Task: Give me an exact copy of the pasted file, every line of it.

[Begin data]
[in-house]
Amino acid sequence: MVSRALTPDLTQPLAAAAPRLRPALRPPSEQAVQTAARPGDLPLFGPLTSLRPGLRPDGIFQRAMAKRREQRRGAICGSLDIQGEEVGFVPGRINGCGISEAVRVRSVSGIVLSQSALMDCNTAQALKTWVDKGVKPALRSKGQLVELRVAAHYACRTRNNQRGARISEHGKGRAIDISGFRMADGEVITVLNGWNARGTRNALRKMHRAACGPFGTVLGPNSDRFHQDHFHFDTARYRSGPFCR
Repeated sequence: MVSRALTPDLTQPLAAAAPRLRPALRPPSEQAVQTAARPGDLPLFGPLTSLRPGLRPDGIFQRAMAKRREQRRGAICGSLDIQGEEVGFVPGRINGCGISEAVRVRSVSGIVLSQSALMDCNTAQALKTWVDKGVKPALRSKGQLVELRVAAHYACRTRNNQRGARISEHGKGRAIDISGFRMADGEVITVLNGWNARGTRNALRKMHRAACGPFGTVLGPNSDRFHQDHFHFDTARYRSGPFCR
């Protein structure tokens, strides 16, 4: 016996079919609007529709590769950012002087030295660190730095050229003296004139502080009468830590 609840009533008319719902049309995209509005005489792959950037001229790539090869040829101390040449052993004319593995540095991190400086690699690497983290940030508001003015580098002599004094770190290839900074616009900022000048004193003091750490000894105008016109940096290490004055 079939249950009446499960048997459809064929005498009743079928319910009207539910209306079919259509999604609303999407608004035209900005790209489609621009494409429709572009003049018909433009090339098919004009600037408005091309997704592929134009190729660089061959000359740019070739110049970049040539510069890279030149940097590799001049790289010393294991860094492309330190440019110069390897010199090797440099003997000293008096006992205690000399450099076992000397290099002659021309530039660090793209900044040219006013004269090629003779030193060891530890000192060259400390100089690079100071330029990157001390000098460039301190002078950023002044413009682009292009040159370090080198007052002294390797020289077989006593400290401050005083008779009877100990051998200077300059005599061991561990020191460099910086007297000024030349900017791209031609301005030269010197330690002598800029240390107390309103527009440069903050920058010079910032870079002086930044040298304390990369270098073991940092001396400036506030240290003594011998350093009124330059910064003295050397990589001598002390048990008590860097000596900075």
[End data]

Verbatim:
[in-house]
Amino acid sequence: MVSRALTPDLTQPLAAAAPRLRPALRPPSEQAVQTAARPGDLPLFGPLTSLRPGLRPDGIFQRAMAKRREQRRGAICGSLDIQGEEVGFVPGRINGCGISEAVRVRSVSGIVLSQSALMDCNTAQALKTWVDKGVKPALRSKGQLVELRVAAHYACRTRNNQRGARISEHGKGRAIDISGFRMADGEVITVLNGWNARGTRNALRKMHRAACGPFGTVLGPNSDRFHQDHFHFDTARYRSGPFCR
Repeated sequence: MVSRALTPDLTQPLAAAAPRLRPALRPPSEQAVQTAARPGDLPLFGPLTSLRPGLRPDGIFQRAMAKRREQRRGAICGSLDIQGEEVGFVPGRINGCGISEAVRVRSVSGIVLSQSALMDCNTAQALKTWVDKGVKPALRSKGQLVELRVAAHYACRTRNNQRGARISEHGKGRAIDISGFRMADGEVITVLNGWNARGTRNALRKMHRAACGPFGTVLGPNSDRFHQDHFHFDTARYRSGPFCR
């Protein structure tokens, strides 16, 4: 016996079919609007529709590769950012002087030295660190730095050229003296004139502080009468830590 609840009533008319719902049309995209509005005489792959950037001229790539090869040829101390040449052993004319593995540095991190400086690699690497983290940030508001003015580098002599004094770190290839900074616009900022000048004193003091750490000894105008016109940096290490004055 079939249950009446499960048997459809064929005498009743079928319910009207539910209306079919259509999604609303999407608004035209900005790209489609621009494409429709572009003049018909433009090339098919004009600037408005091309997704592929134009190729660089061959000359740019070739110049970049040539510069890279030149940097590799001049790289010393294991860094492309330190440019110069390897010199090797440099003997000293008096006992205690000399450099076992000397290099002659021309530039660090793209900044040219006013004269090629003779030193060891530890000192060259400390100089690079100071330029990157001390000098460039301190002078950023002044413009682009292009040159370090080198007052002294390797020289077989006593400290401050005083008779009877100990051998200077300059005599061991561990020191460099910086007297000024030349900017791209031609301005030269010197330690002598800029240390107390309103527009440069903050920058010079910032870079002086930044040298304390990369270098073991940092001396400036506030240290003594011998350093009124330059910064003295050397990589001598002390048990008590860097000596900075």